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Archive for the ‘Unix-type stuff’ Category

OSError with duplicity 0.6.19 on OpenBSD and OS X

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Sometime around duplicity 0.6.15 (ish) I started running into OSError exceptions that I just didn’t have time to track down. I’ve finally made time, though, and it wasn’t too hard to track down the culprit. I didn’t realize it at the time, but this only affects non-privileged users running duplicity. tl;dr choose a different TMPDIR.

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Written by Lee Verberne

2012/11/21 at 12:17

Posted in BSD, OS X

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Updated OpenBSD softraid install page

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With their 5.1 release, OpenBSD has added support for placing the root filesystem on a softraid(4) device for the i386 and amd64 architectures.  Additionally, the amd64 port supports booting the system from a kernel on the softraid device.

Previously, the way to provide system redundancy using software RAID was to use softraid for all of your filesystems except the root filesystem.  The root filesystem would be copied to an identically sized partition on the second disk every night by the /etc/daily script.  It was up to you to keep the boot blocks up-to-date.

Awesome.  I’ve updated my Installing OpenBSD using softraid page.  I’ll let you know how it goes.

Written by Lee Verberne

2012/06/25 at 14:23

Posted in BSD

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OpenBSD Install via IPMI on SuperMicro Server

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This is a step-by-step guide for how I remotely installed OpenBSD 5.0 to my SuperMicro X8SIE-LN4F based server.  This includes setting up IPMI and remote serial console.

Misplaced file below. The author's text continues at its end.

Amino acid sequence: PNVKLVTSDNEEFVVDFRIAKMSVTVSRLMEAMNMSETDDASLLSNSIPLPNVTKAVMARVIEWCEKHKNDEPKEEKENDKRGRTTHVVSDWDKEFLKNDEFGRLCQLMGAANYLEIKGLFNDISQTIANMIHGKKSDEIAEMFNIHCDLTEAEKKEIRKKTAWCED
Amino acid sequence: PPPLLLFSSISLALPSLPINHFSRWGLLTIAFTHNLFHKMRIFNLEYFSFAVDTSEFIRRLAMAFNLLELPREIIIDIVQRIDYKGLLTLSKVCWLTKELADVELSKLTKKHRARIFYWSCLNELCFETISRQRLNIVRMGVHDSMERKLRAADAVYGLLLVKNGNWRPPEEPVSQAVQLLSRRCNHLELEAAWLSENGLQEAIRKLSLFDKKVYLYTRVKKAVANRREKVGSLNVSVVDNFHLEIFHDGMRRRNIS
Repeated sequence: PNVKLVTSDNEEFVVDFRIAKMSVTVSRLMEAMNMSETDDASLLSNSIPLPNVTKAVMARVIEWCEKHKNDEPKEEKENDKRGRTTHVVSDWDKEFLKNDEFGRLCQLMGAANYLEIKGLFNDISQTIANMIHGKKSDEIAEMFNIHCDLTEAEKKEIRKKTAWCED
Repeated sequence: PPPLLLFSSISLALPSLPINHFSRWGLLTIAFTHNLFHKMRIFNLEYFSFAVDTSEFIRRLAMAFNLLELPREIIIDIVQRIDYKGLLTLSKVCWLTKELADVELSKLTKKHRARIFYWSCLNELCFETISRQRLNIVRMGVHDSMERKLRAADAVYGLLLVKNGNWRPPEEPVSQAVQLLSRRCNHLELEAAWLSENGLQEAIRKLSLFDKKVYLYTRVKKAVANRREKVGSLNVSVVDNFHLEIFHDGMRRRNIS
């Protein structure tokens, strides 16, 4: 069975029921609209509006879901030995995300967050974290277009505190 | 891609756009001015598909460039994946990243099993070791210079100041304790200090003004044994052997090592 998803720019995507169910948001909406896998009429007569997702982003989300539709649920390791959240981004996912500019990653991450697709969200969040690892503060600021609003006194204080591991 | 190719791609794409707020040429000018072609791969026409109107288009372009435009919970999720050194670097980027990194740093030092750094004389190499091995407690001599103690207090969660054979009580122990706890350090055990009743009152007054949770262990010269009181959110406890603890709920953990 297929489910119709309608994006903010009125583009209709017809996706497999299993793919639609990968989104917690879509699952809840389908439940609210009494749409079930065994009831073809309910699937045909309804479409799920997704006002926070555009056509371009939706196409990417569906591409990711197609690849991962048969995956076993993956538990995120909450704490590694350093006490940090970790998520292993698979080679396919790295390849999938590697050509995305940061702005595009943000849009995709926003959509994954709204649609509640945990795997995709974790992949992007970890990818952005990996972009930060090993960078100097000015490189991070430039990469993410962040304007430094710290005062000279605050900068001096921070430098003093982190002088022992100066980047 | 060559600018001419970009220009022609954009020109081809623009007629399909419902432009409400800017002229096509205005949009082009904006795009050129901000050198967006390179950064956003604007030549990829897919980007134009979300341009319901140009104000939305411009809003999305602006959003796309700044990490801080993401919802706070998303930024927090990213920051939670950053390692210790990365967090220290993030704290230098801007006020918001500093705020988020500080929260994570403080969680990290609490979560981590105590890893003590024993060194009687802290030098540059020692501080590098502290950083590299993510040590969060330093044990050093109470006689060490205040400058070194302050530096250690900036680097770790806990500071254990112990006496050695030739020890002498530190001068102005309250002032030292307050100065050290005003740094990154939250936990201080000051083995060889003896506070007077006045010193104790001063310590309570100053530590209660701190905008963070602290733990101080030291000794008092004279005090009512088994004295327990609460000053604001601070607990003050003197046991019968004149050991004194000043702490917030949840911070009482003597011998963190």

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Written by Lee Verberne

2012/01/13 at 22:07

Posted in BSD

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Insufficient serial devices in the amd64 GENERIC kernel for SuperMicro

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As I was futzing around trying to get OpenBSD 5.0 (amd64) to play well with the SOL provided by the BMC on my new SuperMicro server, I noticed something unexpected about the amd64 GENERIC kernel.

I really want a reliable console on these new servers, and I’m pretty sure that if any OS is going to manage decent serial support, it’s going to be OpenBSD.  Getting OpenBSD to use a serial console is well documented and pretty easy, but installing via serial console is a little more difficult.  In my case, though, I don’t need to modify the install CD because I don’t technically need a 100% serial install.

The AMI BIOS on this server provides console redirection that — while not the best — works well enough to allow me to interrupt the VGA boot loader and change the console to the serial port via set tty com2.  After that, the ramdisk kernel booted with a console on the third serial port and my generic OpenBSD 5.0 install went very smoothly.  Until it came time to boot into the new OS, that is.